“No one is born hating another person because of the color of [their] skin or [their] background or [their] religion. People must learn to hate, and if they can learn to hate, they can be taught to love, for love comes more naturally to the human heart than its opposite.” Nelson Mandela
Racism is learned. Harvard University brain researcher and racism and physical prejudice expert Mahzarin Banaji has found that children as young as three can learn discriminatory and racist behaviours and attitudes. Racist attitudes and behaviours are learned from children's role models: parents, older siblings, teachers and coaches, for example. Children are able to pick up on overt racism (e.g. name calling) as well as passive racism (e.g. stereotypes and tropes played out in media). Observing this the question became, must prejudicial behaviours learned at a young age stay with children through adulthood?
A variety of studies have indicated that racism can be unlearned. By exposing children and youth to the concepts of diversity and empathy and providing them with the language and skills to talk about racism, they are inclined to leave their racist inclinations in favour of love and acceptance. The need for anti-racism learning is real - one only needs to turn on the TV for proof. The following resources were designed to equip teachers, social group leaders and parents with tools to engage children and youth in conversations around racism and bigotry. The hope is that these lessons provide the opportunity for youth to safely challenge racist ideologies and/or counter the implicit influences.
Parents, teachers and youth leaders can play a key role in creating positive social change, locally and globally. Engaging youth in conversations about equity, diversity, racism and sexism not only makes the issues more relevant, but also equips them with a broader understanding of their place and role in their community (local and global) and how they can affect positive, lasting change.
Through these resources, students are provided with opportunities to expand their understanding of others and gain greater insights into how we are all interconnected and interdependent. They will learn that racism, sexism and hate are learned behaviours - choices that do not benefit our world. And, they will be encouraged, empowered and equipped to stand up, speak out and push back against bigotry and hatred, becoming allies and making the world better.
“Injustice anywhere is a threat to justice everywhere.” Martin Luther King Jr.
Racism, hate and bigotry have the power to hide, blending into cultural norms. But, they lose their influence when they are talked about. These resources were designed to bring racism, bigotry and hatred out of hiding, stripping them of their power.
The topics discussed in these lessons are sensitive and may cause some students stress or discomfort. However, we believe that in order to deal with the lasting, harmful effects of racism and violence, we must not shy away from discussing it, and it must be discussed at all ages. Providing students with the opportunity to challenge misconceptions and prejudices, and equipping them with the tools and language they need is an important step in addressing racism and bigotry.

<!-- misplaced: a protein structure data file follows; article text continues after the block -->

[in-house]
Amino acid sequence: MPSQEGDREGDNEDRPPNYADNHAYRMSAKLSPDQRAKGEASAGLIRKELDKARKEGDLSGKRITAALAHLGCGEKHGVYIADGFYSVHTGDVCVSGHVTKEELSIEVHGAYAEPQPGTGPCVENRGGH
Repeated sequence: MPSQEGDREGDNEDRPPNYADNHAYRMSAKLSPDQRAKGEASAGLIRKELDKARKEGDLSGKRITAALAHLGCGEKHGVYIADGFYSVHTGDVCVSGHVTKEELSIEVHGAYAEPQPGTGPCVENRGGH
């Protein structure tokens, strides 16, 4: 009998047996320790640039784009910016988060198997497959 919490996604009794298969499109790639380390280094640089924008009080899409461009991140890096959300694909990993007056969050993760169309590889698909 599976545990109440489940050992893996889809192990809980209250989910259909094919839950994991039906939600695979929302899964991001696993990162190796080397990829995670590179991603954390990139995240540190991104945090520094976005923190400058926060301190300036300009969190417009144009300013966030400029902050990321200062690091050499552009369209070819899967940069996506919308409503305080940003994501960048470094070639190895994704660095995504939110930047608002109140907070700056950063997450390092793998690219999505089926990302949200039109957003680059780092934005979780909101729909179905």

1. Encourage students, parents, teachers, and leader to use caring and sharing as a defence against hatred, bigotry and racism
2. Enable children, youth, parents, caregivers, mentors and teachers to effectively promote positivity in their communities by providing them with the tools they need to confidently and politely stand up, speak out and push back against hate in our world
3. Empower youth to celebrate diversity through activities and analysis to build positive social norms of acceptance and inclusion
1. Learning is both an individual and collaborative process
2. Learning requires students to engage actively with the materials
3. Students are encouraged to share and contribute to the learning process
4. All individuals learn at varying rates and in a variety of ways
In addition to these priorities, it is imperative that children and youth feel safe and empowered to explore and participate without fear of reproach
Educators recognize the link between fostering safe spaces where students can explore and share their personal identity and student achievement. Feeling safe to express who you are and to learn more about similarities and differences between classmates boosts social development (the knowledge and understanding students require to become socially responsible global citizens).
These learning resources provide educators with sample lesson plans and activities to give students of all ages opportunities to engage with pressing social concerns and to grow their social development. The lessons herein can help augment existing government curricula, and have been created to address additional goals:
“Why is it that giving guns is so easy and giving books is so hard?” Malala Yousafzai
Through integrating this resource package into class learning, students will
The curriculum is divided into three sections (Stand Up, Speak Out, Push Back) across three age ranges: elementary (grades K-4), intermediate (grades 5-8) and secondary (grades 9-12). Through the curriculum it is our aim to: